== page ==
The cores include 120 meters of limestone sediments deposited between 66 million years ago and approximately 50 million years ago, as well as some 120 meters of broken and melted rocks burying a ring of mountains — the peak ring that surrounds the center of the crater. There is abundant evidence that a vigorous hydrothermal system existed in the wake of the impact with fluids flowing through the broken and melted rocks that cover the peak ring.
While the crater marks the impact — infamous for causing 75 percent of life on Earth to go extinct — the team has also found that microbial life found a foothold in the crater, likely taking advantage of the chemistry and porous nature of the broken and melted rocks. The team also notes that the sediments that bury the crater, which were recovered in the IODP Expedition 364 cores, include the critical time intervals of when marine life made a recovery at ground zero where ocean conditions may have been toxic for an extended period of time after the impact.
The expedition is conducted by the European Consortium for Ocean Research Drilling (ECORD) as part of the International Ocean Discovery Program (IODP). The expedition is also supported by the International Continental Scientific Drilling Programme (ICDP). The expedition would not have been possible without the support and assistance of the Yucatán Government, Mexican federal government agencies and scientists from the National Autonomous University of Mexico (UNAM) and the Centro de Investigación Científica de Yucatán (CICY).
Universities Space Research Association is an independent, nonprofit research corporation where the combined efforts of in-house talent and university-based expertise merge to advance space science and technology. USRA works across disciplines including biomedicine, planetary science, astrophysics, and engineering and integrates those competencies into applications ranging from fundamental research to facility management and operations. USRA engages the creativity and authoritative expertise of the research community to develop and deliver sophisticated, forward-looking solutions to Federal agencies and other government sponsors.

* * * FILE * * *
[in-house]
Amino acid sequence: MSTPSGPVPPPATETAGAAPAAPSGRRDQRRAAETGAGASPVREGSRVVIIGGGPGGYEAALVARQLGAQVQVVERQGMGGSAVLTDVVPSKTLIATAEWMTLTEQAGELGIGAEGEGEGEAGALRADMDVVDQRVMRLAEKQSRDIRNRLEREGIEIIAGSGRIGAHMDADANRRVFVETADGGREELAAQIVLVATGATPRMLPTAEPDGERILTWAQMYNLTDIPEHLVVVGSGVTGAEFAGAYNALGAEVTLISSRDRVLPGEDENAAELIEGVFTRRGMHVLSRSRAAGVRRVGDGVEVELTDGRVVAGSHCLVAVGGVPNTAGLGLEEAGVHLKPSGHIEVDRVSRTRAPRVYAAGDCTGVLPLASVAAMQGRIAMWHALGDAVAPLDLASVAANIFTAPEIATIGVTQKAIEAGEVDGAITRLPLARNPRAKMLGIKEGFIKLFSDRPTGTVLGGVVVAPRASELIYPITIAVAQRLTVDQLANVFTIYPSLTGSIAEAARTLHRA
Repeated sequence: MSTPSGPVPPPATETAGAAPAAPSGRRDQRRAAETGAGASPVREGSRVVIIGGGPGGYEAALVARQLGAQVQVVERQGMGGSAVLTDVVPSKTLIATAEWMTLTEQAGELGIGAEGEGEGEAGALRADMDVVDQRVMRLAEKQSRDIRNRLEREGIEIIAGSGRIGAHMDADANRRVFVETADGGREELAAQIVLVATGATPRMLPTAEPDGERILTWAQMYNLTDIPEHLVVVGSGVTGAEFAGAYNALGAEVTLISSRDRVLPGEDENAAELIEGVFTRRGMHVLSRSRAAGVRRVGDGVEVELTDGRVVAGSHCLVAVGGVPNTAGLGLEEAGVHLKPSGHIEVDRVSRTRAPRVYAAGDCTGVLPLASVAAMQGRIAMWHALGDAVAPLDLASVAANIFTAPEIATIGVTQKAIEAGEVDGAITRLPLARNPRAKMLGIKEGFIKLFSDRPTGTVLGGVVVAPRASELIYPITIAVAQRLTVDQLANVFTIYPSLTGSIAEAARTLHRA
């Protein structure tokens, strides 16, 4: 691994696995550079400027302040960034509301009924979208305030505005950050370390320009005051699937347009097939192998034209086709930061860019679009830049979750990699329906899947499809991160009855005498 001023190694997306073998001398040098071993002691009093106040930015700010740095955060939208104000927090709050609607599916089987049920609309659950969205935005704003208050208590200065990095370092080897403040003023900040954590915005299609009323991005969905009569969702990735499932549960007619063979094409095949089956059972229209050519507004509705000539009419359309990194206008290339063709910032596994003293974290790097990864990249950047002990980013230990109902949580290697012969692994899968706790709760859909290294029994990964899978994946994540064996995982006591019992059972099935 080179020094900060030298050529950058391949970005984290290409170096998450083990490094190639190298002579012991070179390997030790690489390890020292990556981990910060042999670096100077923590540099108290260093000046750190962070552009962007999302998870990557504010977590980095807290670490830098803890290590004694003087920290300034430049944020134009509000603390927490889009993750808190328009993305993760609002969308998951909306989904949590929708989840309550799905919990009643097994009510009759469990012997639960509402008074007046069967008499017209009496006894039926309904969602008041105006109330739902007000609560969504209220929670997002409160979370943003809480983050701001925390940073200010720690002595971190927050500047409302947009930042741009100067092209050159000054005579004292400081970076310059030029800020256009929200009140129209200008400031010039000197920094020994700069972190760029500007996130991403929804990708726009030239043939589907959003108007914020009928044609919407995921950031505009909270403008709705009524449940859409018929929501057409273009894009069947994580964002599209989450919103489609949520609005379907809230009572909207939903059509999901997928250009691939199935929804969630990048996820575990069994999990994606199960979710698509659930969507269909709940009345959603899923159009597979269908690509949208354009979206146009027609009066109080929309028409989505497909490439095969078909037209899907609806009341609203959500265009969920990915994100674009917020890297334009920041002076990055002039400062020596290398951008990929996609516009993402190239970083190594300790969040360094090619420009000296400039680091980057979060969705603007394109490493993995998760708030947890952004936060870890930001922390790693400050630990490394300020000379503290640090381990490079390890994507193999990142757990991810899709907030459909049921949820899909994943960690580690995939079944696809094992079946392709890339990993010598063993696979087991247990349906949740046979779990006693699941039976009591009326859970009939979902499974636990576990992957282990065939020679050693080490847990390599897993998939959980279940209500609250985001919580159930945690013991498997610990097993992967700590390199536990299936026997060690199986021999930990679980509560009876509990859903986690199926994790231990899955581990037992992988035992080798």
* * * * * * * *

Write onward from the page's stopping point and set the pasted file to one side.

The Lunar and Planetary Institute, a division of the Universities Space Research Association, was established during the Apollo missions to foster international collaboration and to serve as a repository for information gathered during the early years of the space program. Today, the LPI is an intellectual leader in lunar and planetary science. The Institute serves as a scientific forum attracting world-class visiting scientists, postdoctoral fellows, students, and resident experts; supports and serves the research community through newsletters, meetings, and other activities; collects and disseminates planetary data while facilitating the community's access to NASA science; and engages and excites, and educates the public about space science and invests in the development of future generations of explorers. The research carried out at LPI supports NASA's efforts to explore the solar system.